Results: Of 735 (61.3%) returns most (90.1%) initially reported intention to work. Thereafter the proportion willing or able to work dropped based upon situational variables. Greater flu threat perception resulted in decreased willingness to work. Major variables affecting willingness to work were decreased personal protective equipment (PPE), family or nurse perceived to be at risk, and vaccine or antiviral medication not provided to both nurse and family. Major factors affecting ability to work included nurse sickened, a loved one needed care at home, or transportation problems existed.
Conclusions: The duty to care was well represented by high intention to work. However, many variables resulted in decreased willingness or ability to work. Although it is impossible to control all variables that can impact a workforce during a pandemic some actions by the employer can increase the likelihood of work attendance. The most important actions are providing adequate PPE, antiviral medication and vaccines to both the nurse and family. These actions demonstrate the employer?s duty to prepare, sometimes referred to as the principle of reciprocity which argues that if employers expect staff to work in high risk situations they, in turn, have the duty to protect staff. The important ethical issue is to what extent nurses have a duty to care when the employer has not demonstrated the duty to prepare.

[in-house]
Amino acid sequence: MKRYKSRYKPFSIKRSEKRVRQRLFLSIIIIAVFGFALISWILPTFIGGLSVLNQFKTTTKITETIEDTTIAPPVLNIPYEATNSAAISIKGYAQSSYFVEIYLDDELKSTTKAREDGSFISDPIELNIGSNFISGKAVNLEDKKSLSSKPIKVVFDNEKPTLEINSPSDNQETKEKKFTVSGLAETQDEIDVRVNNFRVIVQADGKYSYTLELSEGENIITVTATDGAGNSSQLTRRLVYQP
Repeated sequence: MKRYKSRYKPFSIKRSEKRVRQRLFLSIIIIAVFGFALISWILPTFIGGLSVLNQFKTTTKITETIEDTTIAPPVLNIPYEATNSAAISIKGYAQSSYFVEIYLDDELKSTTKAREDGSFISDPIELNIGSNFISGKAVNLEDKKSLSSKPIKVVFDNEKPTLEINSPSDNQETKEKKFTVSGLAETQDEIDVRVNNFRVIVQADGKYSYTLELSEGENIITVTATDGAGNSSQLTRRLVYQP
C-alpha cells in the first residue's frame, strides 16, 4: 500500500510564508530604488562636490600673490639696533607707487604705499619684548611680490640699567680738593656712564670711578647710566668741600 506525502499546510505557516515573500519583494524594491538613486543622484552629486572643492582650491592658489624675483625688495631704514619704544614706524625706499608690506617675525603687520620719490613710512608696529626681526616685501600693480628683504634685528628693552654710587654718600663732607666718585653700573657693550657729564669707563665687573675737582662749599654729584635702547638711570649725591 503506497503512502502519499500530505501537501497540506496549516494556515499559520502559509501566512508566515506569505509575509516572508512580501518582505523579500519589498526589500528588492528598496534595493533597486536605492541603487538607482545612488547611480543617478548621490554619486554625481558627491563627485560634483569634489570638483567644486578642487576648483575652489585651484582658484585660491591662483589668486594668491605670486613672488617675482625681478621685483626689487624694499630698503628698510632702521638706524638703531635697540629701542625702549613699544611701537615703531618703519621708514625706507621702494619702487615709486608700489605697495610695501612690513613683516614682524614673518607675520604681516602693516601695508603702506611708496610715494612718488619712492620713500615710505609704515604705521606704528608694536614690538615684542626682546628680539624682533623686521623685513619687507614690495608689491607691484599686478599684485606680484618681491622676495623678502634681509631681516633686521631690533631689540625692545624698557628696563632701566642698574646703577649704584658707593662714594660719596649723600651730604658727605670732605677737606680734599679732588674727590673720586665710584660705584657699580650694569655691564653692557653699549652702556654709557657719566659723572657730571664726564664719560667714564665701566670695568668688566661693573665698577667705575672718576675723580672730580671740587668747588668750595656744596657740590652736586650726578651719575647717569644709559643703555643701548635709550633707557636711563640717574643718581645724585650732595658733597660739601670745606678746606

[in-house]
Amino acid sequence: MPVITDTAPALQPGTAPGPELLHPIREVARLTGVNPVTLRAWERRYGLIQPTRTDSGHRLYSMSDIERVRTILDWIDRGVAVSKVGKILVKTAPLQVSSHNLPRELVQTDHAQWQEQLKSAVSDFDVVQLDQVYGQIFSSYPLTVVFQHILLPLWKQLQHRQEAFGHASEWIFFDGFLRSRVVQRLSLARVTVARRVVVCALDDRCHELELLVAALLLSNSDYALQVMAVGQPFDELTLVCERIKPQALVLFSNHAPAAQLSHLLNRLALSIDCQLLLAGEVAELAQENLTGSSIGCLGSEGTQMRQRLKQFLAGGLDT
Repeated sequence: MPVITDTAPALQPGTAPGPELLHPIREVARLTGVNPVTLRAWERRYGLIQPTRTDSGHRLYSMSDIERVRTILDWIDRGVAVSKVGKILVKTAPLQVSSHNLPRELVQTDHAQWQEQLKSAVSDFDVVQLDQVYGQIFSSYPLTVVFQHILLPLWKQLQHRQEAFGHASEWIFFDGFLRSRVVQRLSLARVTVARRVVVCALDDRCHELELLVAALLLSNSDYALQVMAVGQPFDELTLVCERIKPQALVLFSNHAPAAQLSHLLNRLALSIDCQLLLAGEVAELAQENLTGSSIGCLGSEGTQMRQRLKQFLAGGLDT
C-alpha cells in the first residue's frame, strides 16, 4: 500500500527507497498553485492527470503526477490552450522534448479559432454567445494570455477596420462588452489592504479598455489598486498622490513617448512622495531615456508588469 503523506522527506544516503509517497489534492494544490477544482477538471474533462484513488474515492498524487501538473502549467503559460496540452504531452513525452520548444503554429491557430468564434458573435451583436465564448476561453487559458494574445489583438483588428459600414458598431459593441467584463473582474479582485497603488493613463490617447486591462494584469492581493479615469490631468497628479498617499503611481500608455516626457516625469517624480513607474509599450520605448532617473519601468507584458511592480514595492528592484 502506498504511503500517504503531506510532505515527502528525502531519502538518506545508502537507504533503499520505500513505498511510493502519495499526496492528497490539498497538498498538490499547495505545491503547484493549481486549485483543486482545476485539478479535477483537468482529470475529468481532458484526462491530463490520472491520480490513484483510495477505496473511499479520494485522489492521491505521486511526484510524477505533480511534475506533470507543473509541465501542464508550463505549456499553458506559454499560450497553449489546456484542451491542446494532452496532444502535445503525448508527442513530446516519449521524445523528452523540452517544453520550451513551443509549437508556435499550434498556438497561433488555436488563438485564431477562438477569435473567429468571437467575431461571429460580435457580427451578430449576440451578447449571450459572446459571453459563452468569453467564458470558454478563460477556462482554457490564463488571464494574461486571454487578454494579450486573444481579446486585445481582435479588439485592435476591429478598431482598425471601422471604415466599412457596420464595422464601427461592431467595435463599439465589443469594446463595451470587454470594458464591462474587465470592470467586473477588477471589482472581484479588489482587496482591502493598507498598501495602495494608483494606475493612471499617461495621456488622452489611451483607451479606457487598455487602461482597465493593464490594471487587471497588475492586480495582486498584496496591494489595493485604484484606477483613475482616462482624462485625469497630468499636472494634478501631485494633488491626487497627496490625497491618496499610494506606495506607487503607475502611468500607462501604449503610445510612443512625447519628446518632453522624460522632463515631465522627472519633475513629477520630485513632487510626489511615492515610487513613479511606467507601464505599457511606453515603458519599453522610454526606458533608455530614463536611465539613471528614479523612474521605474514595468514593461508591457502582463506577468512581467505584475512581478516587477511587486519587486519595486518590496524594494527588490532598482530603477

Repository Posting Date:
26-Oct-2011
Date of Publication:
17-Oct-2011
Sponsors:
Sigma Theta Tau International

Full metadata record

DC FieldValue Language
dc.typePresentationen_GB
dc.titleDuty to Care Vs. Duty to Prepare: Ethics of Nurses' Ability and Willingness to Work During Pandemic Fluen_GB
dc.identifier.urihttp://hdl.handle.net/10755/153815-